One of the biggest winners in the stock market over the past generation, Nike Inc (NYSE:NKE), shows no signs of fading anytime soon. The sneaker king surged 9% following its first-quarter earnings report in September to eclipse a $100 billion market cap for the first time. Despite increasing competition from upstarts like Under Armour, Nike has consistently found new ways to grow, and its recent update shows that the company is executing in nearly every aspect of its business.
Innovation has always been central to the company's mission, from the waffle sole, to Air, to Flyknit, and now Nike believes it's on the cusp of another breakthrough innovation.
At the recent Geekwire Summit conference, Nike COO Eric Sprunk said his company would one day in the near future be able to 3D-print a shoe. A customer would customize the sneaker online, choosing the color, style, and exact size, and then download a proprietary file to print the shoe at home or in a store. "Do I envision a future where we might still own the file from an IP perspective -- you can't just have anyone making a Nike product -- and have it manufactured in your own home, or we do it for you at our store?" Sprunk said at the conference. "Yeah, that's not that far away."
A key component of that process is Nike's Flyknit technology. Unlike most shoes, which require a human hand for assembly, Flyknit can be manufactured on a knit machine, like a sweater for your foot. It's already on a computer file, Sprunk explained.
The revolution that wasn't
According to the market's behavior, the 3D-printing revolution was supposed to happen a few years ago. 3D-printing stocks peaked around late 2013, when the market hype promised an industry ready to explode, however 3D printers never reached the projected penetration rate.
Despite the flameout in the public markets, the technology is progressing, and IT research company Gartner expects 3D printer shipments to reach more than 5.6 million by 2019.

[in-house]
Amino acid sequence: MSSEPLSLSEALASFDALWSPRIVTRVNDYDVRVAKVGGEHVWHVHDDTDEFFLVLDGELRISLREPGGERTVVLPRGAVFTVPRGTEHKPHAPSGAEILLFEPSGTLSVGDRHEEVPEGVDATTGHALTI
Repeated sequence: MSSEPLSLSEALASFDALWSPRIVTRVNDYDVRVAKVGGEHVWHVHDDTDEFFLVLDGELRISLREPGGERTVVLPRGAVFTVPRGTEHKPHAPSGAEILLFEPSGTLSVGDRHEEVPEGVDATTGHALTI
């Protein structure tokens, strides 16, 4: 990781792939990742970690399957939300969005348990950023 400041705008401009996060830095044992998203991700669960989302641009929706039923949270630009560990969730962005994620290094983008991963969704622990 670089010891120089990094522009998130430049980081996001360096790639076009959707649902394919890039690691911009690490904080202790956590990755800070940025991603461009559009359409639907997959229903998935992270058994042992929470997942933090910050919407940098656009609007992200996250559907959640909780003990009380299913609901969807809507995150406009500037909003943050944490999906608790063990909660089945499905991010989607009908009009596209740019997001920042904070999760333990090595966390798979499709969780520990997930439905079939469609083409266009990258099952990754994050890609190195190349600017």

Nike isn't the only footwear maker with 3D aspirations. Adidas just announced a project it calls Futurecraft 3D, and it introduced a conceptual prototype of a 3D-printed midsole that would be tailored to the user's foot. The company imagines a future where each customer would get such a custom-designed sole for their shoe.
Despite the advances of Nike and its peers, there remain several foreseeable obstacles to overcome. In order to print shoes at home, 3D printers will have to gain more mass-market acceptance. Prices will have to come down, and there will need to be more applications for such devices in order to encourage home use. And while the Flyknit technology may allow for digitization, the sole still must be attached separately.
Connectivity is also on the forefront
During the Geekwire conference, Sprunk also talked about the potential for Internet-of-things-based connectivity in Nike sneakers. While UA has been making a big push in connected gear to monitor fitness metrics, shoes seem to better lend themselves to connected monitoring than apparel since they are often worn daily and offer ample space for embedded sensors. http://www.geekwire.com/2015/nike-coo-youll-soon-be-able-to-make-shoes-at-your-home-with-a-3d-printer/
Just as Nike pioneered the Fuelband and the Nike+ app, it seems likely to do the same with connected footwear.
Though 3D-printed shoes may not hit the market as soon as some sneakerheads might hope, as usual, Nike seems poised to lead the next wave of innovation in athletic footwear. Coming off a quarter where constant-currency sales grew 14% and with projects like 3D printing in the pipeline, the company looks set to soar past its earlier stated goal of $36 billion in revenue in fiscal 2017. With that track record of delivering results, Nike shares should continue to outperform the market in the coming years.
Jeremy Bowman owns shares of Nike. The Motley Fool owns shares of and recommends Nike and Under Armour. The Motley Fool recommends Gartner. Try any of our Foolish newsletter services free for 30 days. We Fools may not all hold the same opinions, but we all believe that considering a diverse range of insights makes us better investors. The Motley Fool has a disclosure policy.